AbstractThere has been talk of countries facing water "crises" and even predictions of a "global water crisis", for some years now. The effects of climate change, population growth, and ever higher levels of development are being felt around the world. Even in the United Kingdom, generally considered to have plentiful rainfall, there have been restrictions on water use. How much more serious a problem, then, is this issue for those countries with less bountiful water resources and fewer financial resources to cope with increasing water stress. One common response has been to consider the water crisis as a "crisis of governance", in recognition that it is less about the lack of water and more about the need to address poverty and power imbalances within society. However, this neither clarifies the measures to be taken nor the responsibilities that governments have towards their people when facing such a crisis. This thesis explores the meaning and implications of "good water governance" as a means of addressing the water crisis and concludes that for the meas to be successful a clear end goal is required. This thesis proposes that the normative content of the Human Right to Water is a useful starting point in defining the goals for national water policy able to meet the challenge of a potential water crisis. By combining positive contributions both good water governance and the Human Right to Water, the thesis develops a framework to assist governments in planning, implementing and monitoring the measures necessary to fulfil their responsibilities. In order to verify the framework that has been developed, the thesis applies the framework to the case of South Africa, a country that is facing increasing water stress while still redressing the balance of past inequities. The thesis concludes that a framework using aspects from a water governance approach and aspects of the Human Right to Water can assist governments to focus their efforts on the critical issues that affect their communities' access to water.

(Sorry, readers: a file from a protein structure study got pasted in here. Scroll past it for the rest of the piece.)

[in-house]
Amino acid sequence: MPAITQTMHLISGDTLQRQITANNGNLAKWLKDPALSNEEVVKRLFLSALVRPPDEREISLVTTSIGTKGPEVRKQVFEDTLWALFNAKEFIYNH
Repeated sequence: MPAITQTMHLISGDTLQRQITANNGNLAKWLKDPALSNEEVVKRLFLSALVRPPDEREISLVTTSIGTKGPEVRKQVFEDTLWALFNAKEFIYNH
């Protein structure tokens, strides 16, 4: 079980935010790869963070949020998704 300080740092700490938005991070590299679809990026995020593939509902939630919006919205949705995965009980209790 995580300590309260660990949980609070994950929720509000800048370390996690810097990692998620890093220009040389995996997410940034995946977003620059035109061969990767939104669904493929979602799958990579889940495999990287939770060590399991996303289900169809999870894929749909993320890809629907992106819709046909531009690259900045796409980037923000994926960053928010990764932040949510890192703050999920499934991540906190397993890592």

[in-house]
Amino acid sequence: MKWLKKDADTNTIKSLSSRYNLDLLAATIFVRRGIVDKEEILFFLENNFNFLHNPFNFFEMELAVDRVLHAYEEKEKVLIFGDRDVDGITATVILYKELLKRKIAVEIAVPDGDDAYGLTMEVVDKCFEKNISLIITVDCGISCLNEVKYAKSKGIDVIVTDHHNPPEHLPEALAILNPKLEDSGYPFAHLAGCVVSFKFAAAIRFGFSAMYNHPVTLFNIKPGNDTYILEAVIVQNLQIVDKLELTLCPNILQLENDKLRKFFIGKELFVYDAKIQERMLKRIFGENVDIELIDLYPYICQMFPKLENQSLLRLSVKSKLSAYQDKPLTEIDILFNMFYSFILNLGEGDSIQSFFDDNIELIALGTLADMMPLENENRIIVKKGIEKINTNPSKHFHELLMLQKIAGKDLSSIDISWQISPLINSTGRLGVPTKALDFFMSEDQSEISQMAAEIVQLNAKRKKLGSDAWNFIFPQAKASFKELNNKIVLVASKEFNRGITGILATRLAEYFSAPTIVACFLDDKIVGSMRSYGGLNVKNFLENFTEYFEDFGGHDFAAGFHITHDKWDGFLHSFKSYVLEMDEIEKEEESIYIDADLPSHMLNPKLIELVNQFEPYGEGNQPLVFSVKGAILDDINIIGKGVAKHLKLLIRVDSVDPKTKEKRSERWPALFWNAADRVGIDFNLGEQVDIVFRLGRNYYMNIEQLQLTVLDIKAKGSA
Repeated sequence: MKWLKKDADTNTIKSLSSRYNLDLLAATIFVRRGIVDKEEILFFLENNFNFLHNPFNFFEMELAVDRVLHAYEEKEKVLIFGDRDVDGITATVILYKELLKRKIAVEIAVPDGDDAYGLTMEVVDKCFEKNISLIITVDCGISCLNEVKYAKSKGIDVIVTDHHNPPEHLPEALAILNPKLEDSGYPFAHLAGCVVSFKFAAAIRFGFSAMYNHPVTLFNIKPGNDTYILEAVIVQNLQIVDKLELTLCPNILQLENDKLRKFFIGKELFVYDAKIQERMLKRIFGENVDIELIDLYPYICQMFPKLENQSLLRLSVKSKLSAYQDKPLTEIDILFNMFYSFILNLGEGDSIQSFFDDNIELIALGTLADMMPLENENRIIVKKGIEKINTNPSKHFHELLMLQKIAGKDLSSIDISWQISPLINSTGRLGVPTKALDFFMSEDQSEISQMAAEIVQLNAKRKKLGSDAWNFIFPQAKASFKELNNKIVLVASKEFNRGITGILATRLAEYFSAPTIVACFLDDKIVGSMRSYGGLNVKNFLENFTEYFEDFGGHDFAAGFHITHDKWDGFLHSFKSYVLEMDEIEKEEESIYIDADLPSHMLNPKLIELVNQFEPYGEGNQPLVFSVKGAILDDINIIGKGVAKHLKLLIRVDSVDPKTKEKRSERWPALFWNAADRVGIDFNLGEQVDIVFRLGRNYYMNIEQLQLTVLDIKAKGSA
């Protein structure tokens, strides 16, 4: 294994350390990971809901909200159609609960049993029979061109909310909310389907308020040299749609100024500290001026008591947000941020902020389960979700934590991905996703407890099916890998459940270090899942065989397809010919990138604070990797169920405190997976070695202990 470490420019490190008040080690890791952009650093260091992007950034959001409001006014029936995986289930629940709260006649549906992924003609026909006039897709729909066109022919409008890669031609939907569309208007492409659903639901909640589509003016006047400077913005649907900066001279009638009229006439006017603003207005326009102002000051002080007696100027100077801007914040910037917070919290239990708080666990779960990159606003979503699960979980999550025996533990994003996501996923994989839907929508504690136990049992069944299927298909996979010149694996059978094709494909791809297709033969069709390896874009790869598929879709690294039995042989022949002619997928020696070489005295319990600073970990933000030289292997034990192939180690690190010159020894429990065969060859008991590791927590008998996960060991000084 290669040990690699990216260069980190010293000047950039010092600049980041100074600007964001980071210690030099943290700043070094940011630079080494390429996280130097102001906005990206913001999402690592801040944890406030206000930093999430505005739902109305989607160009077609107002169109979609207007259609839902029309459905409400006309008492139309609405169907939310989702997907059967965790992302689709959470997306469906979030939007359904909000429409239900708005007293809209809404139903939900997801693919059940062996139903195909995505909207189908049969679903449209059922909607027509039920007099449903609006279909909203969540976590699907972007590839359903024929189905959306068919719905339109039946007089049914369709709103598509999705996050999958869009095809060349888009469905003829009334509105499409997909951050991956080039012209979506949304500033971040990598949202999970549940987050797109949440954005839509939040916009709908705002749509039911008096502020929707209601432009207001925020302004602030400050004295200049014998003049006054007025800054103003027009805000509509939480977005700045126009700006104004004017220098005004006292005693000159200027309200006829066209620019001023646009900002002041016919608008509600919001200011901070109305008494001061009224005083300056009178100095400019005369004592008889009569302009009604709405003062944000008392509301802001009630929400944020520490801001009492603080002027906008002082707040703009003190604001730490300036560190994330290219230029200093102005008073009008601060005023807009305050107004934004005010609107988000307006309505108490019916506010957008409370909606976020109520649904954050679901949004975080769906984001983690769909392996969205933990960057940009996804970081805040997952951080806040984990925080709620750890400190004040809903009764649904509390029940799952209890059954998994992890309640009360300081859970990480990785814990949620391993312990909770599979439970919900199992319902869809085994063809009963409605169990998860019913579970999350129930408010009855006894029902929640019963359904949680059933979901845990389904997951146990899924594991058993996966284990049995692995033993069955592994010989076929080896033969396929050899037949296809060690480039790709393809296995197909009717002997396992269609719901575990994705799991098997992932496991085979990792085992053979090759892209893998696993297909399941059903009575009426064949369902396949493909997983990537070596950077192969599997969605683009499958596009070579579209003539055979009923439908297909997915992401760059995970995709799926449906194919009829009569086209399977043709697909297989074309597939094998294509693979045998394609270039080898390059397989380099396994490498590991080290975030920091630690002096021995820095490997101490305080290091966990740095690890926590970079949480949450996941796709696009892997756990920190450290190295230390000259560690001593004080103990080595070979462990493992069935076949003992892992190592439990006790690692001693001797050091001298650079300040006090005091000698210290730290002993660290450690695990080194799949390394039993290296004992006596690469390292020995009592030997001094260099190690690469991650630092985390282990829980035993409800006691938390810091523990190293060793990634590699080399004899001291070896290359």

|Date of Award||2009|
- Human rights
- Water governance
Addressing the ‘water crisis’: the complementary roles of water governance and the human right to water
Grimes, H. J. (Author). 2009
Student thesis: Doctoral Thesis › Doctor of Philosophy